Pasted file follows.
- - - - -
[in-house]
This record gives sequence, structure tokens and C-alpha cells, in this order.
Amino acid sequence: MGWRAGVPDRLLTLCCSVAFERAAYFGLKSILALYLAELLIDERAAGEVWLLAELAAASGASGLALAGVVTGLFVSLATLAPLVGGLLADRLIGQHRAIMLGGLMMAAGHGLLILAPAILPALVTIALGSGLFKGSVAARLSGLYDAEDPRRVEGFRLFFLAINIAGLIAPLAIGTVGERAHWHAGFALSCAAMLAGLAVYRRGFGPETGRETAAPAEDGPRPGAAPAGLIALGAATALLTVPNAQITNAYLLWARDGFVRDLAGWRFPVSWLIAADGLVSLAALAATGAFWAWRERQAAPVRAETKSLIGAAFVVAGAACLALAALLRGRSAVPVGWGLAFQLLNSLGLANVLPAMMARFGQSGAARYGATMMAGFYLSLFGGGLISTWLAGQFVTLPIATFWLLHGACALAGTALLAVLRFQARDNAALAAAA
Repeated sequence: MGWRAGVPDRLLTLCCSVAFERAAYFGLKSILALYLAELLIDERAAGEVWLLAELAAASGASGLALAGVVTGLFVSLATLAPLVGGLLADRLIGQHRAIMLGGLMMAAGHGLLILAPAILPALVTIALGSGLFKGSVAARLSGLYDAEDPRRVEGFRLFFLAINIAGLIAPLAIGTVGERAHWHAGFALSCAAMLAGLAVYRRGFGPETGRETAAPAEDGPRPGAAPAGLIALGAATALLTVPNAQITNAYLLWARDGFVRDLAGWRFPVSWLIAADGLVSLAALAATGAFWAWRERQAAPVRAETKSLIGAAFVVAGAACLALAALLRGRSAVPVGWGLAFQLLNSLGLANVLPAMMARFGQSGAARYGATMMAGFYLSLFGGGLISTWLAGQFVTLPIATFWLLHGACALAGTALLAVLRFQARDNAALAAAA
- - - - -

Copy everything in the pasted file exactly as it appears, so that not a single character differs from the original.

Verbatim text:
[in-house]
This record gives sequence, structure tokens and C-alpha cells, in this order.
Amino acid sequence: MGWRAGVPDRLLTLCCSVAFERAAYFGLKSILALYLAELLIDERAAGEVWLLAELAAASGASGLALAGVVTGLFVSLATLAPLVGGLLADRLIGQHRAIMLGGLMMAAGHGLLILAPAILPALVTIALGSGLFKGSVAARLSGLYDAEDPRRVEGFRLFFLAINIAGLIAPLAIGTVGERAHWHAGFALSCAAMLAGLAVYRRGFGPETGRETAAPAEDGPRPGAAPAGLIALGAATALLTVPNAQITNAYLLWARDGFVRDLAGWRFPVSWLIAADGLVSLAALAATGAFWAWRERQAAPVRAETKSLIGAAFVVAGAACLALAALLRGRSAVPVGWGLAFQLLNSLGLANVLPAMMARFGQSGAARYGATMMAGFYLSLFGGGLISTWLAGQFVTLPIATFWLLHGACALAGTALLAVLRFQARDNAALAAAA
Repeated sequence: MGWRAGVPDRLLTLCCSVAFERAAYFGLKSILALYLAELLIDERAAGEVWLLAELAAASGASGLALAGVVTGLFVSLATLAPLVGGLLADRLIGQHRAIMLGGLMMAAGHGLLILAPAILPALVTIALGSGLFKGSVAARLSGLYDAEDPRRVEGFRLFFLAINIAGLIAPLAIGTVGERAHWHAGFALSCAAMLAGLAVYRRGFGPETGRETAAPAEDGPRPGAAPAGLIALGAATALLTVPNAQITNAYLLWARDGFVRDLAGWRFPVSWLIAADGLVSLAALAATGAFWAWRERQAAPVRAETKSLIGAAFVVAGAACLALAALLRGRSAVPVGWGLAFQLLNSLGLANVLPAMMARFGQSGAARYGATMMAGFYLSLFGGGLISTWLAGQFVTLPIATFWLLHGACALAGTALLAVLRFQARDNAALAAAA